"As for the saints in the land, they are the excellent ones, in whom is all my delight."
Don’t Be So Triggered
We are in a “triggered” age. Social media ramps up the rate and intensity of our triggeredness—is that even a word? It’s crazy that our conversations often revolve around something someone didn’t say to us. Too often, the people didn’t even have us in mind when they typed or spoke. Sure, they may have had a caricature of someone like us in mind. Perhaps they even had a friend who is similar to us. At the end of the day, we shouldn’t have been so triggered after all.
Christians aren’t exempt from being too easily triggered. In fact, if you join the right Facebook group or find yourself deep in certain circles, you may feel that you’ve been hit over the head with a sledgehammer and feel the need for a change. The struggle isn’t only found in those who appreciate the doctrines of grace, read systematic theology for fun, and wear Spurgeon t-shirts, either. Cynicism and being hypercritical is a universal struggle.
I’m Exhibit A
So often I find myself disagreeing with what some anti-woke guy said. Before I can utter, “I can’t believe…”, I’m upset at the woke guy’s response. I’m so quick to send a screenshot or a link to the group text to get their thoughts, and before I realize it, I’ve shifted into fully triggered mode with gossip only moments away. It’s exhausting and embarrassing.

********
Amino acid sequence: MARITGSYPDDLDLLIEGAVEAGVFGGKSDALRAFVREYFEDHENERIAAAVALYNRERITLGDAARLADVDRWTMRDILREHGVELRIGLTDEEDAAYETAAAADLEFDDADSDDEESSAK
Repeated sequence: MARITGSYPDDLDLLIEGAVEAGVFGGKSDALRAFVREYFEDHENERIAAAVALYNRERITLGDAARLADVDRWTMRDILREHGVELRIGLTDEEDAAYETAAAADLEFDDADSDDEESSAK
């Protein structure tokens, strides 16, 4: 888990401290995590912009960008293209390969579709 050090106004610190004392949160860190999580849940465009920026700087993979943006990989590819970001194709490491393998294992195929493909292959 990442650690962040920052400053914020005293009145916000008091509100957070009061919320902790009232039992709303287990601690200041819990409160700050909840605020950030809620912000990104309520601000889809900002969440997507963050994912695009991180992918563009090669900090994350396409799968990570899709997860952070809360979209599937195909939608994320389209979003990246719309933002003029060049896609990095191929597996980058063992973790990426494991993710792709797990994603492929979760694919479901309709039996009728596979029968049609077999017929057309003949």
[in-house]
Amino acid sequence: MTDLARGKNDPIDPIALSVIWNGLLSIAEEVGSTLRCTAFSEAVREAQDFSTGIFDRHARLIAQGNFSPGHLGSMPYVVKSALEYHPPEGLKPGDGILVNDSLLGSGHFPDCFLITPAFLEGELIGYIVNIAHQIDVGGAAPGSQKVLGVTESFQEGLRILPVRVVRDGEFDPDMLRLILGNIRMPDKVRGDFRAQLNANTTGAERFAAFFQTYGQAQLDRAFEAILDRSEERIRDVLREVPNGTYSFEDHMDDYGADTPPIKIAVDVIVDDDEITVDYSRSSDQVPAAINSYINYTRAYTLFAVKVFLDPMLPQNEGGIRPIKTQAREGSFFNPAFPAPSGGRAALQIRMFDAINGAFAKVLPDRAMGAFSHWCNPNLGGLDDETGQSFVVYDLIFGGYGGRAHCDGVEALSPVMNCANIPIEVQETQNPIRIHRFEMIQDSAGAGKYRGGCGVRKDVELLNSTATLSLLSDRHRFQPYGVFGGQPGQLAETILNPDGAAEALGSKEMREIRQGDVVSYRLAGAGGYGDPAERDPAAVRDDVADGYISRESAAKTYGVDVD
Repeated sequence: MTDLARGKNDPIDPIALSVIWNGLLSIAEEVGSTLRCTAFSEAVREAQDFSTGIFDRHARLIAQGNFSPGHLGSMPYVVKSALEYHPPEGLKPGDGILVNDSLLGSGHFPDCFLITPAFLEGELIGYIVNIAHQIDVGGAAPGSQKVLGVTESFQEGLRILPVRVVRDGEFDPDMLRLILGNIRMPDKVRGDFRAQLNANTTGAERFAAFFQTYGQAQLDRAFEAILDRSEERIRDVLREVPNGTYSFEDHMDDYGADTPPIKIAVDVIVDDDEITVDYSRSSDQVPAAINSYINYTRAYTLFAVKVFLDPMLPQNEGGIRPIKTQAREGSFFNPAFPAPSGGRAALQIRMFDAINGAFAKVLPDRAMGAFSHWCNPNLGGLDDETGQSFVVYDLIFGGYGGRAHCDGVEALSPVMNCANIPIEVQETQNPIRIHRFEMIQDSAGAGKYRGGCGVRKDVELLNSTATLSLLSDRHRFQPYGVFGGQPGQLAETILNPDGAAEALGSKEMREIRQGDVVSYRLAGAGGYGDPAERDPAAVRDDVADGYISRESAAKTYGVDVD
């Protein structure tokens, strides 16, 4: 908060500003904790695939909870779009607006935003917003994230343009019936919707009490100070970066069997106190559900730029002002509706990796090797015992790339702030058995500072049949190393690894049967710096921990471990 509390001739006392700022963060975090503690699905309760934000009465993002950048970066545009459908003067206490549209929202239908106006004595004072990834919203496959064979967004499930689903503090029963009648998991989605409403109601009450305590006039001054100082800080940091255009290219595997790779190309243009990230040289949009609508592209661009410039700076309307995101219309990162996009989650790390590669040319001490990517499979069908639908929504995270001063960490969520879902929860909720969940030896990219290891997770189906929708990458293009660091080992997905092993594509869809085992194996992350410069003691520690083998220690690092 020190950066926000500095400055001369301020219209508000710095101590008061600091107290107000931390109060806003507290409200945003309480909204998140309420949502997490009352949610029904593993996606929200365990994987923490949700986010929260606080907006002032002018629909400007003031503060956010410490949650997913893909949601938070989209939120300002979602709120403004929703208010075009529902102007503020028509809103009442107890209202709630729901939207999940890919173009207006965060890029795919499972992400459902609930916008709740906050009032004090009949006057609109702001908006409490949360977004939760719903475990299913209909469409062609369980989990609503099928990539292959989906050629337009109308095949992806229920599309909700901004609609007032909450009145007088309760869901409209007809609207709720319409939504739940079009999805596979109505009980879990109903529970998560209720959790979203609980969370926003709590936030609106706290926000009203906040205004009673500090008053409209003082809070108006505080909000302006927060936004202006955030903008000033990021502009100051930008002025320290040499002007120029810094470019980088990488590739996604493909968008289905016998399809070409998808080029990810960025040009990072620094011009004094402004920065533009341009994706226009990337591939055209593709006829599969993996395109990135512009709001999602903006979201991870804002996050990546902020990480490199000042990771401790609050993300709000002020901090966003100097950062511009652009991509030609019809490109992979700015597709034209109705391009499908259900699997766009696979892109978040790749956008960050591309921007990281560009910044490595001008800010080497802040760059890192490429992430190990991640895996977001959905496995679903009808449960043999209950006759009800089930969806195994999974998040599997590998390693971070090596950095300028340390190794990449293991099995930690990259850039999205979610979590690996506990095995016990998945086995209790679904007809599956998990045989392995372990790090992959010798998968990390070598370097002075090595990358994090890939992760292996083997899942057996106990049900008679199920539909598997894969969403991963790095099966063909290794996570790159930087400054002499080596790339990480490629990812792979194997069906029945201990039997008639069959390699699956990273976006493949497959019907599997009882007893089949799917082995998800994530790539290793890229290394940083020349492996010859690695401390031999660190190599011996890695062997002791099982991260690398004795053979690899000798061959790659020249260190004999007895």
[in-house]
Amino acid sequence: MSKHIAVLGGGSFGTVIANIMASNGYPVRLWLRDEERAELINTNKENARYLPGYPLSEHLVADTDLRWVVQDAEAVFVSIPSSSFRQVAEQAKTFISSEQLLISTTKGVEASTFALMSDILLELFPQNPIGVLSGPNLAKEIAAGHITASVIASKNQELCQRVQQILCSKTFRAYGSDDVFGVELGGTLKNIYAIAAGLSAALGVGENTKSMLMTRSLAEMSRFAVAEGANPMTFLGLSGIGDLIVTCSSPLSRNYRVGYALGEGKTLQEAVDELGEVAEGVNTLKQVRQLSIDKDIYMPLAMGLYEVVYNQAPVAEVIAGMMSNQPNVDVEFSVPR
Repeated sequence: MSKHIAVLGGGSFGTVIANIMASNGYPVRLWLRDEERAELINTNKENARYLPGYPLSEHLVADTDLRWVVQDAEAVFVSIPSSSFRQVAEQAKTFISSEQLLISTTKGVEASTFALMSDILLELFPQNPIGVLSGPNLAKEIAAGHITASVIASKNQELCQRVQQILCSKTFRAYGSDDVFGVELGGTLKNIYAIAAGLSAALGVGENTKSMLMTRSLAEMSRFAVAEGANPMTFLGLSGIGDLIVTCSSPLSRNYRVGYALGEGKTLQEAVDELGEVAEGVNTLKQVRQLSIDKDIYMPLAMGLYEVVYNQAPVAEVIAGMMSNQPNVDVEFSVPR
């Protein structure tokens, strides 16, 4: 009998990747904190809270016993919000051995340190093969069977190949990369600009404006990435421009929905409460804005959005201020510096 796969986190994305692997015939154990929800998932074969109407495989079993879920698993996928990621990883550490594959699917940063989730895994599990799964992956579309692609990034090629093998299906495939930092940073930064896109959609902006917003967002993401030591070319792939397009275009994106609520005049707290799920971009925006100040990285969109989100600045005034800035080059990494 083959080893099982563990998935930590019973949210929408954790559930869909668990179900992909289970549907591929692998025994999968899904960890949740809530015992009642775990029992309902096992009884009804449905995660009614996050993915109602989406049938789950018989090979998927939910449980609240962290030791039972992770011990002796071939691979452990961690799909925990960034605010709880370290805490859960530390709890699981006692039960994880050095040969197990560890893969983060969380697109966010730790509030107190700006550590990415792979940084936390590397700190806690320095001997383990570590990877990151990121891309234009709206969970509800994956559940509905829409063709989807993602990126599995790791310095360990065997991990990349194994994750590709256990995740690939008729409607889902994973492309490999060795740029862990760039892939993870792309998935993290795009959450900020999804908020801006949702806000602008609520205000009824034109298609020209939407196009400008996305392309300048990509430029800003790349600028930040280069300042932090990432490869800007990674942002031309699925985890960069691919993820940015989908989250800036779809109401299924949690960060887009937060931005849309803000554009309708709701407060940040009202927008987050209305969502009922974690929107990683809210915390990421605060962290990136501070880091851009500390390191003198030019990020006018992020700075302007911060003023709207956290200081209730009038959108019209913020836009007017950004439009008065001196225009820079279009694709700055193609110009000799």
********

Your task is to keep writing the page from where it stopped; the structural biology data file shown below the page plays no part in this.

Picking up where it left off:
Worse than that, it’s sinful.
God despises disunity among saints, unless the disagreements center on the gospel (1 Cor. 11:19). There are numerous passages calling us to be on guard against false teaching (Eph. 6:18, 1 Pet. 1:13, 1 Pet. 4:7, and 1 Pet. 5:8). There are also passages commanding Christians to help one another flee sin and stay faithful to the truth (Gal 6:1, Heb. 3:13, and Jam. 5:20). Yet, Jesus prays for perfect unity. Paul calls for the person who sows division to be warned a couple of times and then removed from the local church. There is no excuse for unnecessary division.
The Excellent Ones
David, in Psa. 16:3, gives us a beautiful picture of how we should view other Christians. He refers to the saints in the land as “the excellent ones”. Surely he saw their sin—the Bible is full of Israel’s sins in the days of the kings. Yet, he was able to look at the saints and see their excellence. He was not simply wearing rose-colored glasses. Just as a husband sees the beauty of his wife even through her flaws, so David could say that all of his delight was in the saints.
I want to be a pastor who feels that sort of love and delight for the people God has called me to lead. I want to be a Christian who looks around with delight at the true work God is doing in the Christians around me. My desire is that anytime someone slanders the people of God, I can speak up say, “I find great joy in those people because they are loving and pursuing God with beautiful, pure hearts”. As I’ve prayed through and studied this passage, I’ve been convicted and exhorted at the same time. I’ve been convicted by lack of delight in and love for the saints in my life and the church worldwide. The Holy Spirit has been exhorting me to repent and seek this sort of delight in His saints.